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Tuesday, 30 October 2012

Pro What??

Lawyers are often accused of only being concerned with making money. If that was ever the case then it has certainly changed in my working life.

One problem is that when they do get involved in free legal work for those most in need it gets a Latin name that no-one can understand. To us lawyers the phrase is Pro Bono. To most non lawyers it either means nothing or it is something to do with a well known Irish rock Star! If it was called Free Legal work then everyone would get the picture.

The reality is that many lawyers and their firms spend hours on free work. My first job as a solicitor, in the 1980s was in a Law Centre in what was then one of the most deprived areas in Europe. The centre existed to provide legal support free of charge. We had a voluntary clinic on a Tuesday night at which local lawyers would give 3 – 4 hours of their own time to advise on areas of law not covered by the centre.

Almost 60% of solicitors have provided free legal assistance at some time. There are a number of agencies which co-ordinate this work -  

This doesn’t always get the publicity it deserves and the name certainly doesn’t help.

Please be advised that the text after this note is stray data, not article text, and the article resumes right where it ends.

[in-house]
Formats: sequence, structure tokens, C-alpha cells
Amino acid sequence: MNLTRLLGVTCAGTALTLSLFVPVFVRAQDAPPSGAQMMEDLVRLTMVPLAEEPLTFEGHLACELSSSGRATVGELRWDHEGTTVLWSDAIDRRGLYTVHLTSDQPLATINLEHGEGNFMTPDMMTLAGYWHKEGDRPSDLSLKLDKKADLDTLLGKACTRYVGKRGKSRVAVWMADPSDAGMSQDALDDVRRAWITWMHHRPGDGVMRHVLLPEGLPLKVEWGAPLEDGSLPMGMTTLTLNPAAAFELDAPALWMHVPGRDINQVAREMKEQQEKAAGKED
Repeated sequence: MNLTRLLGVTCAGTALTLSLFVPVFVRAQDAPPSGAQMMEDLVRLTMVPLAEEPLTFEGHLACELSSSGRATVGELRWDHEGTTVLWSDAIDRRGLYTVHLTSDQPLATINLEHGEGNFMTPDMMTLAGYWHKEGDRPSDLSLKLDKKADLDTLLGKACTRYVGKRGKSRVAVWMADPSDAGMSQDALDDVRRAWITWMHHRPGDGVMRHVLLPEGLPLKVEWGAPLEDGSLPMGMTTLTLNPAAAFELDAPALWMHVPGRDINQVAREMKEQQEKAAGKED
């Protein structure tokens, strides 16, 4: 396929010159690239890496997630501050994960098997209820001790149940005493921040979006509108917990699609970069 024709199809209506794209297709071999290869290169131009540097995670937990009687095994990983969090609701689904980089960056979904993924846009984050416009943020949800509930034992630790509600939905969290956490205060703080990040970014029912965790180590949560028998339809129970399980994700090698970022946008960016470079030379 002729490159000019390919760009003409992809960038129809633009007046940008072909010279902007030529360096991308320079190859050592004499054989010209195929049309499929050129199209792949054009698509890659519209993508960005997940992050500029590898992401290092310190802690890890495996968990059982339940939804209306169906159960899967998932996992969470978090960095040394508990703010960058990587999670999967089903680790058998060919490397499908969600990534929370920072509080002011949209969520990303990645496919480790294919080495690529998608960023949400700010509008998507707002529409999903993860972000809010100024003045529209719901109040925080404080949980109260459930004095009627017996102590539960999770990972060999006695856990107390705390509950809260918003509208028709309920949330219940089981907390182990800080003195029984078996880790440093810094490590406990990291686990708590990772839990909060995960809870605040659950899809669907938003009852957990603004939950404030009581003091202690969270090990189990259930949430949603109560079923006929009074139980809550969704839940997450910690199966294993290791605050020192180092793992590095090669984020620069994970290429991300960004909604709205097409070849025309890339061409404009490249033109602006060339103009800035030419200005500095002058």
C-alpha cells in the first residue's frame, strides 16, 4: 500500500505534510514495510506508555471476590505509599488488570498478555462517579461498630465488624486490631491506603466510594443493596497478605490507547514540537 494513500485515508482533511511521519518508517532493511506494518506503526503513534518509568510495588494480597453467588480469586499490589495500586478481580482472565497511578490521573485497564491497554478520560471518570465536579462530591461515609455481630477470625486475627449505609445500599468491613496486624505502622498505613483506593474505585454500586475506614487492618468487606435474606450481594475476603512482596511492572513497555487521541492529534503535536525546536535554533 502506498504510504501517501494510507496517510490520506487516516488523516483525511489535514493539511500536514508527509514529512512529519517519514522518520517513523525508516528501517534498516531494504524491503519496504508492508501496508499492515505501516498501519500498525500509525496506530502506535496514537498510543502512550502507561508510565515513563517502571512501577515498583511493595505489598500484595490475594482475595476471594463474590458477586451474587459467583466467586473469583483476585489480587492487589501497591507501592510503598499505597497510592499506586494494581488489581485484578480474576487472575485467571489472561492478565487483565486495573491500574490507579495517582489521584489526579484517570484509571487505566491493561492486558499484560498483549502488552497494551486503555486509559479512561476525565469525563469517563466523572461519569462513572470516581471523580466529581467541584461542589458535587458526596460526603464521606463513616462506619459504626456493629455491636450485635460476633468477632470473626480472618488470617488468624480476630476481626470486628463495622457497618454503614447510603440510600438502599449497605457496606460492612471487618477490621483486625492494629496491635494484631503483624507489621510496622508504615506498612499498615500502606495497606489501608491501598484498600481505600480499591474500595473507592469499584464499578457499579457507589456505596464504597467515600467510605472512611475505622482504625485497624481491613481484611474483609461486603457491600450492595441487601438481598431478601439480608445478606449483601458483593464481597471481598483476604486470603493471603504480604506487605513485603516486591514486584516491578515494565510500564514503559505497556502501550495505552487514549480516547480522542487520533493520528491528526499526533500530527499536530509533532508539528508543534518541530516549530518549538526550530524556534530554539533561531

The need for this kind of legal support is going to increase dramatically next year when we experience the most devastating cuts to legal aid since its creation. Those who are most in need from the disabled to genuine asylum seekers to victims of medical negligence are going to find it impossible to access legal support. Some reports show that of those who appeal against refusal of disability benefits as many as 80% succeed if they are represented.

The legal profession faces a dilemma. We have opposed the cuts from the start. This is because we support a society where all citizens have equal access to justice regardless of wealth. I remain of the view that the cuts are misconceived, unfair and a false economy. If lawyers then increase even further the amount of free work then isn’t this doing the government’s work for it? If people continue to access lawyers because it is being done for free then the politicians might see that as a job well done.

That is obviously wrong.

But in the meantime there are still those in need.

There are lawyers who will take up their cases for little or no pay. But that cannot mean that the message will be abandoned. The case for a properly funded scheme available to all is too strong to abandon and this is why the fight will continue.


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